This spring, the college’s Gracenotes Volunteer Committee sponsored its second annual trip to New Mexico. A group of nine staff and faculty members traveled to Santa Fe to work with Habitat for Humanity. Here, one of the trip participants, Leslie Koval, shares her experience.
By Leslie Koval
Surprising, awesome, unique, colorful – a description of Tent Rocks National Park outside Santa Fe AND our Gracenotes Habitat for Humanity group. These similarities came into high relief on our first group outing, a hike around bizarre rock formations, through a narrow slot canyon, up steep slopes, past towering junipers, all under a deep blue sky.
That evening, enjoying a desert sunset from a high perch on a ridge, we shared something about our lives, our jobs, and our reasons for joining this challenging adventure. Whether staff or faculty, whether graphic designer, social media expert, technical theater director, administrator, bursar or professor of voice or dance, whether from the College or the Conservatory, we found similarities as well as differences. This helped us form a team of efficient builders and construction workers that accomplished unexpected goals and had a great time in the process.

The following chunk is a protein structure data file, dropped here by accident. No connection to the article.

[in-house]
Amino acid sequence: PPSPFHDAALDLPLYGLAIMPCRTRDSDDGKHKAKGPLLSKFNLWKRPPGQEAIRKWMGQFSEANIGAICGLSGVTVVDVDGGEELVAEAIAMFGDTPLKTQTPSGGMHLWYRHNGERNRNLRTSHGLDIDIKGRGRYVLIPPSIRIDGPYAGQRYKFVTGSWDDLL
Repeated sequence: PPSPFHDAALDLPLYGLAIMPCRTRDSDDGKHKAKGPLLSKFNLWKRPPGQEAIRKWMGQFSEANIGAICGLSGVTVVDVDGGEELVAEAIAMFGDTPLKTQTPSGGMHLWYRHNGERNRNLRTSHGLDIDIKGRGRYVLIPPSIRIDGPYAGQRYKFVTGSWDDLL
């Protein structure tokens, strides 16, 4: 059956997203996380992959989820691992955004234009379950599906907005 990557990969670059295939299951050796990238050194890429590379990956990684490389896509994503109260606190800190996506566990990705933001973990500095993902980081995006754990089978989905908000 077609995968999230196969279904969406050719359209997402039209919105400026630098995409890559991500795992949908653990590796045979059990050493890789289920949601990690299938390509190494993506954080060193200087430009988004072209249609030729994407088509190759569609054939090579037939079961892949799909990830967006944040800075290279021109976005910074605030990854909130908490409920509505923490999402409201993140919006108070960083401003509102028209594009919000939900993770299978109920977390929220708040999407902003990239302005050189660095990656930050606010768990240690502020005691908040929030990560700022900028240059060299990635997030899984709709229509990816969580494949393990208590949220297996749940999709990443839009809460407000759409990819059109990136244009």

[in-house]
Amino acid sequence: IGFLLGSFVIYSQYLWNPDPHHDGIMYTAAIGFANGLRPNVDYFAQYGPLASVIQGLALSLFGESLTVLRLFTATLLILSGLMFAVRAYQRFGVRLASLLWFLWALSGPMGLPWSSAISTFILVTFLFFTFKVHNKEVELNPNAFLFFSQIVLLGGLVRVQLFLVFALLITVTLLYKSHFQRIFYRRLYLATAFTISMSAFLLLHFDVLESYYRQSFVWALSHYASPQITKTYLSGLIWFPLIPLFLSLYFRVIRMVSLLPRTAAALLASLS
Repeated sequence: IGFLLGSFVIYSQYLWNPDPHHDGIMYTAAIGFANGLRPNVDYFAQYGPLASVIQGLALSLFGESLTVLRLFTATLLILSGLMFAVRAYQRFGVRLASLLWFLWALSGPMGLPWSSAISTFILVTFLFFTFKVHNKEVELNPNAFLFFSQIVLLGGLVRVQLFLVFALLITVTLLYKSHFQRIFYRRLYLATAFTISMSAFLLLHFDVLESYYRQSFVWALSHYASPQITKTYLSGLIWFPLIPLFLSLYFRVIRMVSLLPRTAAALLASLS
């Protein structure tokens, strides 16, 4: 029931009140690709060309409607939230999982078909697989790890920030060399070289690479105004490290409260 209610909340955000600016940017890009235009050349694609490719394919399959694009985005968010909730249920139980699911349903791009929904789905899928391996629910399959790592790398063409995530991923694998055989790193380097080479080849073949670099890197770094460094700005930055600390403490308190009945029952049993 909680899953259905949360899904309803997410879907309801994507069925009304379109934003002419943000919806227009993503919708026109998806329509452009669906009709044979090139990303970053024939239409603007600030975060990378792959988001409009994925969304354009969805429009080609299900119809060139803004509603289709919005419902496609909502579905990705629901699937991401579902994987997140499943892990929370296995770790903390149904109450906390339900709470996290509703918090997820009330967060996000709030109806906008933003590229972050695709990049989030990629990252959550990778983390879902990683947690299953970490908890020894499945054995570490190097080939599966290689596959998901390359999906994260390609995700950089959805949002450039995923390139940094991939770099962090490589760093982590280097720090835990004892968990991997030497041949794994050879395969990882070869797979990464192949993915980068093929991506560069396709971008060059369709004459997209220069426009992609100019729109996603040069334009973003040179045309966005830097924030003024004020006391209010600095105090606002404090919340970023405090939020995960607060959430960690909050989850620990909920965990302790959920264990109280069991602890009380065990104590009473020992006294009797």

Forced to operate outside our usual skills, methods, tools, and instruments, we learned to measure with a T square, cut with a utility knife, apply caulking, insulation, and sealant, use a circular saw and welder, frame a house, build an adobe wall and construct a coyote fence. It was satisfying to see three Habitat homes progress toward completion because of our labor.
Even more satisfying was working alongside the homeowners that are required to provide sweat equity as part of the Habitat program. Their stories were both sad and wonderful, propelled by hope for their families as future homeowners.
The empowerment I feel as an agent of change in people’s lives and as an owner of practical skills I thought were beyond my abilities will resonate in all areas of my life. It will fuel a desire to explore the unfamiliar, accept the risk, and seek excellence both in and out of the classroom. Thank you, Berklee, for providing this fantastic opportunity.
Leslie Shafer Koval has had a performing career in modern dance in NYC and Boston for 25 years. She’s been a professor of dance at Boston Conservatory for the past 25 years. She holds an MFA in dance from Sarah Lawrence College, and is a Certified Laban Movement Analyst from Laban/Bartenieff Institute in NYC. She loves the summer when she can garden, cook, bike, and swim.